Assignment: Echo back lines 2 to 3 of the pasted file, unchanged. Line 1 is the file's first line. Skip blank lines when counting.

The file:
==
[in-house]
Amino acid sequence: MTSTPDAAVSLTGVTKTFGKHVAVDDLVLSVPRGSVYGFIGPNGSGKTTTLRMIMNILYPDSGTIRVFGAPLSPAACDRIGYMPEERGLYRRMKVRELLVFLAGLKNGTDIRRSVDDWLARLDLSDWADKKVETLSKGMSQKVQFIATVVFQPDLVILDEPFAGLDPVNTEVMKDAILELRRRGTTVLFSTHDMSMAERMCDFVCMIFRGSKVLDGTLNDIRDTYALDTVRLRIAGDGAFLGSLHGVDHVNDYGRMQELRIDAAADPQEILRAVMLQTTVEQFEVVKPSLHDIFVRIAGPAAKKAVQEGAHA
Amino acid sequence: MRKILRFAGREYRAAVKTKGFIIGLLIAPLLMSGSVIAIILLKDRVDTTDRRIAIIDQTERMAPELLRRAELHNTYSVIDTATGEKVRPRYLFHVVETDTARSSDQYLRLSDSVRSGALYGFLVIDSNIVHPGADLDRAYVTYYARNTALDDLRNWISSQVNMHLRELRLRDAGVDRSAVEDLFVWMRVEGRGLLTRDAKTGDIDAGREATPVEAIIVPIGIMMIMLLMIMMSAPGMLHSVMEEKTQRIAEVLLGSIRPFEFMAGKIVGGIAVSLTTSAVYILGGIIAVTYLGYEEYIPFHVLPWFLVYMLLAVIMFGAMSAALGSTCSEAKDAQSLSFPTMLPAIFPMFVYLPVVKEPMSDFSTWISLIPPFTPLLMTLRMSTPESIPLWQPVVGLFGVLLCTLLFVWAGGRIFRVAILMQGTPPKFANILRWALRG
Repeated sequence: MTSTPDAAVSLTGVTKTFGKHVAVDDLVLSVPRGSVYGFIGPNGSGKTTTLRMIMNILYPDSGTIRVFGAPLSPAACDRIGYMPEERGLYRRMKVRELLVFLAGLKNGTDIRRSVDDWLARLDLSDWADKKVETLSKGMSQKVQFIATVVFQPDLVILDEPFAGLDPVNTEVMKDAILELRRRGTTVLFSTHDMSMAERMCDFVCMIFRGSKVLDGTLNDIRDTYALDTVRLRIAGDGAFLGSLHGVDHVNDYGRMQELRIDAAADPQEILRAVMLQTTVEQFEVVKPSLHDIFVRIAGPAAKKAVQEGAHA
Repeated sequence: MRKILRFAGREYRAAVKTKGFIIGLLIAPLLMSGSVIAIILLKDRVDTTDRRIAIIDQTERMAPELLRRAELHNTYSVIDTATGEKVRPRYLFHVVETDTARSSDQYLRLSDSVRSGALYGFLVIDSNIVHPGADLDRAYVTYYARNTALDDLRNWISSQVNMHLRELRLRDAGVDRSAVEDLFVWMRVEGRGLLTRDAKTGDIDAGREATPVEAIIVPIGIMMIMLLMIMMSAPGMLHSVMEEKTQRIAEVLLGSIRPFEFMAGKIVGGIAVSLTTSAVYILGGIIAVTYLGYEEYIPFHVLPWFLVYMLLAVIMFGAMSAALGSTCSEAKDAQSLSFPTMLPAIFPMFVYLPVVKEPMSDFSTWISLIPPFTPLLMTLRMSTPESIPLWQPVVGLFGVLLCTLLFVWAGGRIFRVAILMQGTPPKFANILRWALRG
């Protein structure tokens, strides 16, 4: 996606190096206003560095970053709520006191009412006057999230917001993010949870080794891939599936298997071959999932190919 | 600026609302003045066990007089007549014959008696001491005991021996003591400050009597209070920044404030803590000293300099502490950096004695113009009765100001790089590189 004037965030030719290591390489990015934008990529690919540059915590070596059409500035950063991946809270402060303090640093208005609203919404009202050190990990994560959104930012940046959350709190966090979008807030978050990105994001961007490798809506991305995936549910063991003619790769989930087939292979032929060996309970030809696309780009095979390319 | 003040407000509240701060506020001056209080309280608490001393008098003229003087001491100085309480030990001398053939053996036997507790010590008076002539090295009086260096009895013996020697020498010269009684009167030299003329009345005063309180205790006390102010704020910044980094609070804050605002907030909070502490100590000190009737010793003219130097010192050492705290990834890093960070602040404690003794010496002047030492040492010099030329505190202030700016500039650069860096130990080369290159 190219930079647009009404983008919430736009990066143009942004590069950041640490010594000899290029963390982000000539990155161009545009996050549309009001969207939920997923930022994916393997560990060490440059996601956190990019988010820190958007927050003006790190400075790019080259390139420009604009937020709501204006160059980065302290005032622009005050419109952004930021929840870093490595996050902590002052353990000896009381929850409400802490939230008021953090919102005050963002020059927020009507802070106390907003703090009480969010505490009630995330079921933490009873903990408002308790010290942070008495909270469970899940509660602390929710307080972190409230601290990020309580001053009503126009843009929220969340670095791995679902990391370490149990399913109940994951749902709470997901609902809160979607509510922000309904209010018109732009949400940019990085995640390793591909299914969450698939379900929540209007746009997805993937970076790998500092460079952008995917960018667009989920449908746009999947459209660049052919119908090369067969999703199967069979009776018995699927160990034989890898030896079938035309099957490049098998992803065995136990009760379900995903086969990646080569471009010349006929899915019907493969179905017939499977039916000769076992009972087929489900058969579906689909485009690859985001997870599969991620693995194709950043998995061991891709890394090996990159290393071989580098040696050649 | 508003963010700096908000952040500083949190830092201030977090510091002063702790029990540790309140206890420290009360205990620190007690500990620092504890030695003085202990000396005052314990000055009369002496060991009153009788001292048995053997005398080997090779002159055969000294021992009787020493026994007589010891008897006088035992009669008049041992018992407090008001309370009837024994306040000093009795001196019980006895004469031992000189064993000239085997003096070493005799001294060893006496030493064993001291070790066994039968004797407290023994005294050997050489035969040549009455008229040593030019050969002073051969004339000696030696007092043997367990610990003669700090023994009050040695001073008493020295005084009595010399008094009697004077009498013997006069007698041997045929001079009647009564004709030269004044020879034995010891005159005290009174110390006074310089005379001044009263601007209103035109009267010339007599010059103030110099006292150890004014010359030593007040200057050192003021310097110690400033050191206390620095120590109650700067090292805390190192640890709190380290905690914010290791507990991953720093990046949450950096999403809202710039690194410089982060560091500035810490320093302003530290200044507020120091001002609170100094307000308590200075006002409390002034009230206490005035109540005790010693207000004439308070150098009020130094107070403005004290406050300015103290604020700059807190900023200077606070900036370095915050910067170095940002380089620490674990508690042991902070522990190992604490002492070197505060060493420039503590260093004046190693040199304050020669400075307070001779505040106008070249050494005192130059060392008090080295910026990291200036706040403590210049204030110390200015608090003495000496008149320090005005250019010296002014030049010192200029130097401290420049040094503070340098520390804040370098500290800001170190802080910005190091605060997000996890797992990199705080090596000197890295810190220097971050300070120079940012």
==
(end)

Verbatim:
Amino acid sequence: MTSTPDAAVSLTGVTKTFGKHVAVDDLVLSVPRGSVYGFIGPNGSGKTTTLRMIMNILYPDSGTIRVFGAPLSPAACDRIGYMPEERGLYRRMKVRELLVFLAGLKNGTDIRRSVDDWLARLDLSDWADKKVETLSKGMSQKVQFIATVVFQPDLVILDEPFAGLDPVNTEVMKDAILELRRRGTTVLFSTHDMSMAERMCDFVCMIFRGSKVLDGTLNDIRDTYALDTVRLRIAGDGAFLGSLHGVDHVNDYGRMQELRIDAAADPQEILRAVMLQTTVEQFEVVKPSLHDIFVRIAGPAAKKAVQEGAHA
Amino acid sequence: MRKILRFAGREYRAAVKTKGFIIGLLIAPLLMSGSVIAIILLKDRVDTTDRRIAIIDQTERMAPELLRRAELHNTYSVIDTATGEKVRPRYLFHVVETDTARSSDQYLRLSDSVRSGALYGFLVIDSNIVHPGADLDRAYVTYYARNTALDDLRNWISSQVNMHLRELRLRDAGVDRSAVEDLFVWMRVEGRGLLTRDAKTGDIDAGREATPVEAIIVPIGIMMIMLLMIMMSAPGMLHSVMEEKTQRIAEVLLGSIRPFEFMAGKIVGGIAVSLTTSAVYILGGIIAVTYLGYEEYIPFHVLPWFLVYMLLAVIMFGAMSAALGSTCSEAKDAQSLSFPTMLPAIFPMFVYLPVVKEPMSDFSTWISLIPPFTPLLMTLRMSTPESIPLWQPVVGLFGVLLCTLLFVWAGGRIFRVAILMQGTPPKFANILRWALRG